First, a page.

Graduation Year

2010

Document Type

Dissertation

Degree

Ph.D.

Degree Granting Department

Geology

Major Professor

Peter J. Harries, Ph.D.

Co-Major Professor

Jonathan G. Wynn, Ph.D.

Committee Member

Bogdan P. Onac, Ph.D.

Committee Member

Diana E. Northup, Ph.D.

Committee Member

Henry L. Vacher, Ph.D.

Keywords

karst, dissolution, limestone, microbes, geochemistry

Abstract

Microbes are prevalent in geologic settings and a growing body of research

suggests the roles they play in geologic processes may be more important than

previously thought, and therefore underestimated. This dissertation addresses the

influence of microbes on the dissolution of limestone in karst settings by analyzing the

stable carbon isotopes and geochemistry of air and waters from three unique cave and

karst settings: West-Central Florida, the Everglades (southern Florida) and The

Bahamas. In Florida, these parameters as well as air/water temperature, rainfall, and

water-level fluctuations were monitored for 22 and 10 months. In the Bahamas,

geochemical data were collected from at varying time-intervals from a variety of cave

and surface water bodies. Results showed that microbial respiration in these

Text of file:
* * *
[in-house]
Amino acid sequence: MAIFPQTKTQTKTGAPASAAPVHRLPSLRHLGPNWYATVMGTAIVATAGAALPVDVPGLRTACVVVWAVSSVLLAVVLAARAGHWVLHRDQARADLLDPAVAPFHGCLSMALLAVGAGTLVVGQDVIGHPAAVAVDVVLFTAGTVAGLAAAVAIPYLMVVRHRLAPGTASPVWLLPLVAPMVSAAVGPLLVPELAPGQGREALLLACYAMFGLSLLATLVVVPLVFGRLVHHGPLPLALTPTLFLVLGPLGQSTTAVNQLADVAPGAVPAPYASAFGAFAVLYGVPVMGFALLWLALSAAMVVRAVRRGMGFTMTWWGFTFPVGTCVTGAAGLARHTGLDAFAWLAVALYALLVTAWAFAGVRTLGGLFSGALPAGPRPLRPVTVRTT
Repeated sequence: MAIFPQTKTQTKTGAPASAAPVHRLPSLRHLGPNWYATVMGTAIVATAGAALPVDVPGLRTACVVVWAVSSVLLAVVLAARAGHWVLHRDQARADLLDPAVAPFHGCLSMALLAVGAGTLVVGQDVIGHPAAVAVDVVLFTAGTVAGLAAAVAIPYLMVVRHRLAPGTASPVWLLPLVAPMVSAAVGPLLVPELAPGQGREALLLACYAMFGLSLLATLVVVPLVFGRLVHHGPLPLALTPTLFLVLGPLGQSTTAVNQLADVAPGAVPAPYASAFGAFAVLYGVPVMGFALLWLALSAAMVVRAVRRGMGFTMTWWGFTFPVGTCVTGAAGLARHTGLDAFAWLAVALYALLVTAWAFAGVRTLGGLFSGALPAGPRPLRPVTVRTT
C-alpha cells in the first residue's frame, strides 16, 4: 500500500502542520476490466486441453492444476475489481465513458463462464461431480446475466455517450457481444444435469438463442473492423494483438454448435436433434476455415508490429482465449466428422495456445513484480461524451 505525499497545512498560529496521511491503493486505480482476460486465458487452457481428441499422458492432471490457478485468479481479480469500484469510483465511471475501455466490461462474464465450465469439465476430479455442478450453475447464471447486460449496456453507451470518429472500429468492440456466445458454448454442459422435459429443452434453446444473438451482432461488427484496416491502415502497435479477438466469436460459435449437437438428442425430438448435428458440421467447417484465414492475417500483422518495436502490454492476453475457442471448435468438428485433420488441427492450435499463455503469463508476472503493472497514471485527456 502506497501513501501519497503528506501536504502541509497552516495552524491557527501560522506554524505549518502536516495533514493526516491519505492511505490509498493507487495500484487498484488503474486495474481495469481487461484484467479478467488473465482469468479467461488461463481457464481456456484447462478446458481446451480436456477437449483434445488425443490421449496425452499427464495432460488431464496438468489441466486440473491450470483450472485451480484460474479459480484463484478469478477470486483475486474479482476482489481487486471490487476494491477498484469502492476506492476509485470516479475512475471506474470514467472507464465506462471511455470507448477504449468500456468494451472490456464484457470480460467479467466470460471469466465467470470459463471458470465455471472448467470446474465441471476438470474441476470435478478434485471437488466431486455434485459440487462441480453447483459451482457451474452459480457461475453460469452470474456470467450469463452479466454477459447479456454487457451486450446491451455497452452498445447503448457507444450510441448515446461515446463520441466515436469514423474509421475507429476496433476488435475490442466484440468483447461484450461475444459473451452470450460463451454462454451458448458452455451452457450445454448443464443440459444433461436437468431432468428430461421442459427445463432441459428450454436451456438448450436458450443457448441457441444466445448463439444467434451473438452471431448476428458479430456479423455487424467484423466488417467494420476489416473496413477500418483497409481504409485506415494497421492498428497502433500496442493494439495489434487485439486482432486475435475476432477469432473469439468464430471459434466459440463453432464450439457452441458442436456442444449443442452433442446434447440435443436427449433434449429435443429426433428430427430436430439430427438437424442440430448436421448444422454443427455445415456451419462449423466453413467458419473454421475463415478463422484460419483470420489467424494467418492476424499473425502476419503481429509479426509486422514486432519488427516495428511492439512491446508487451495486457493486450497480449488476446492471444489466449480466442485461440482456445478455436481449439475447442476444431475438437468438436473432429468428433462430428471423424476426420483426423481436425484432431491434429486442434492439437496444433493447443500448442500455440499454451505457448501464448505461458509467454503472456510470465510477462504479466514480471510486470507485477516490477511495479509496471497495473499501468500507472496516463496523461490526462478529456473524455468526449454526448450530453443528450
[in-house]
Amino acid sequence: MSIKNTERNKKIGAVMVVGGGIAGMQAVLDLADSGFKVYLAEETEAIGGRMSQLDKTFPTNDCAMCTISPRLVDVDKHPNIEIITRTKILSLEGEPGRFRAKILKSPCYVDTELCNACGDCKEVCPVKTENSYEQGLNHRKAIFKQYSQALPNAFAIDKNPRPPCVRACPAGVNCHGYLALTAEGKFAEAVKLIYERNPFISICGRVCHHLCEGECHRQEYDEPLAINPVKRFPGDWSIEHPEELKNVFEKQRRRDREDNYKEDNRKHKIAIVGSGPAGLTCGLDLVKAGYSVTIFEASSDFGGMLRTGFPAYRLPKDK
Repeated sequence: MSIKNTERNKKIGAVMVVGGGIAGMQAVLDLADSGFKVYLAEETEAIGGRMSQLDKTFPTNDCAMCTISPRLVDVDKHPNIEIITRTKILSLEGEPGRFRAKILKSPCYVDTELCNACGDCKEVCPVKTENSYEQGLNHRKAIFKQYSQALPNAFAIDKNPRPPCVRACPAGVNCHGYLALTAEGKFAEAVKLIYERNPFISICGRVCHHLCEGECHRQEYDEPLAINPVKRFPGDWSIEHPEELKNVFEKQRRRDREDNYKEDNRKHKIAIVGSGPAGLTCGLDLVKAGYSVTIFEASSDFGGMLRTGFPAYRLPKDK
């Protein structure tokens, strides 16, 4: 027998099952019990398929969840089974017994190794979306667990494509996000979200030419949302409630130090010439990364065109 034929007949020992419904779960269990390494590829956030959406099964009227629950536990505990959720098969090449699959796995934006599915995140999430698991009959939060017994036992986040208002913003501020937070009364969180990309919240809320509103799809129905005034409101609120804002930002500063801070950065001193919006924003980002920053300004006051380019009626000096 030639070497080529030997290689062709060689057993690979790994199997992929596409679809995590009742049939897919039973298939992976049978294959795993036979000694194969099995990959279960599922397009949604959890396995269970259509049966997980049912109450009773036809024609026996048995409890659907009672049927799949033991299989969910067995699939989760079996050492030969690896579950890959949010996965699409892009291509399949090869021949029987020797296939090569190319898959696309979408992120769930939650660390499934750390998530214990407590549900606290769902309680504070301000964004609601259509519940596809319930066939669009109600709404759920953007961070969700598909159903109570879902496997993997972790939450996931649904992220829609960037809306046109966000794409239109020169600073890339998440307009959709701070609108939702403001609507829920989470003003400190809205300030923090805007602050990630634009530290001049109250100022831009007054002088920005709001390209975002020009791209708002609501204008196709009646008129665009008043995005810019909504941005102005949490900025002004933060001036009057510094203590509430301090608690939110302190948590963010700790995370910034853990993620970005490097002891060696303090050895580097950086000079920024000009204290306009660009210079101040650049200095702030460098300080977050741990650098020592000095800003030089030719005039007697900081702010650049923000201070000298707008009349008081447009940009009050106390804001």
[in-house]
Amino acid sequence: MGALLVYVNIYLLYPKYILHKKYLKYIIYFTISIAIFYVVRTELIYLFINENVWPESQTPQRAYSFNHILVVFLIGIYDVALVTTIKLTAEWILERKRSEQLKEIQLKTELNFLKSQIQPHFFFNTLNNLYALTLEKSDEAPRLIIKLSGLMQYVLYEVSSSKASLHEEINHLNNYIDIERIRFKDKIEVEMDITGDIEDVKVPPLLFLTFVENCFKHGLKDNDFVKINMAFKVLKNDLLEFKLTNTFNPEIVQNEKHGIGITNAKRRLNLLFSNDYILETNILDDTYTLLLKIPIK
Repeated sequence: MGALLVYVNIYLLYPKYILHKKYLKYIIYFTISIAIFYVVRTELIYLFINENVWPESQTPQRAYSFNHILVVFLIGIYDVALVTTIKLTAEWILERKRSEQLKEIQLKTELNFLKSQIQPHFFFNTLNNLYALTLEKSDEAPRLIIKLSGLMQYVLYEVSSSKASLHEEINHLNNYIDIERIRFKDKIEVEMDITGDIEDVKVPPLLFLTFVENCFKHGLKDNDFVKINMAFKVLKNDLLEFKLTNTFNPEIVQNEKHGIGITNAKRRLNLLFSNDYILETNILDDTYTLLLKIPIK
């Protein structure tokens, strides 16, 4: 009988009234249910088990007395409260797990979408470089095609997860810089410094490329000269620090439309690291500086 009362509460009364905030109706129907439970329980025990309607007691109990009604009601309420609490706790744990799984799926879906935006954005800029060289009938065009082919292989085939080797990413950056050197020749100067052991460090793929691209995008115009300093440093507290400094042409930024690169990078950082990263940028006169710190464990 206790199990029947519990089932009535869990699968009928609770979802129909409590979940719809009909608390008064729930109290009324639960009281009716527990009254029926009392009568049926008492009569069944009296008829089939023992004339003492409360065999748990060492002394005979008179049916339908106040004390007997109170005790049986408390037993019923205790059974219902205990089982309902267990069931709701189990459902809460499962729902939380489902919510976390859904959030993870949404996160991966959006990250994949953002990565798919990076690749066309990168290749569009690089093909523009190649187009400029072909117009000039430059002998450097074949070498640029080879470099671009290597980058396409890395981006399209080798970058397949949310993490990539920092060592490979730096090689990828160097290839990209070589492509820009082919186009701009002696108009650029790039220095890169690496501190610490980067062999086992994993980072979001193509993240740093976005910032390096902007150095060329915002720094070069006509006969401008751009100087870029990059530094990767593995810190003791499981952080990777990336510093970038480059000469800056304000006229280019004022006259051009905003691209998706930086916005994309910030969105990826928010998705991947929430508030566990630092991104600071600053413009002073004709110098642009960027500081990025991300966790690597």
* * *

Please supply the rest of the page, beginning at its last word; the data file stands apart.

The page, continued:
environments is an important source of carbon dioxide, which contributes to the

formation of carbonic acid, which appears to be the major dissolving agent at each of

these sites. At the same time, microbially-mediated oxidation of both organic matter and

minerals exerts a secondary dissolution control by providing additional acid and

inorganic ions that dissolve rock and/or inhibit limestone precipitation.

This dissertation also includes a chapter discussing the role of the USF

Department Geology in the evolution of assessment for

Spreadsheets Across the

Curriculum

(SSAC) project, which promotes quantitative literacy (QL) by teaching math

in the context of other disciplines. Assessment occurred primarily in the Computational

Geology course from 2005 to 2008 and showed that this teaching strategy fostered

gains in math knowledge and positive math association. Simultaneously, instructors

learned that pre-planning and adaptability was central to developing a successful

assessment strategy, which, when combined with the heterogeneity of subjects each

year, presents challenges in the yearly comparison of results. These conditions are

common in educational settings, illustrating the impracticality of standardized

assessment instruments and practices, and the importance of the extensive preparation

required in identifying assessment goals and the best strategies for achieving them in a

given setting.

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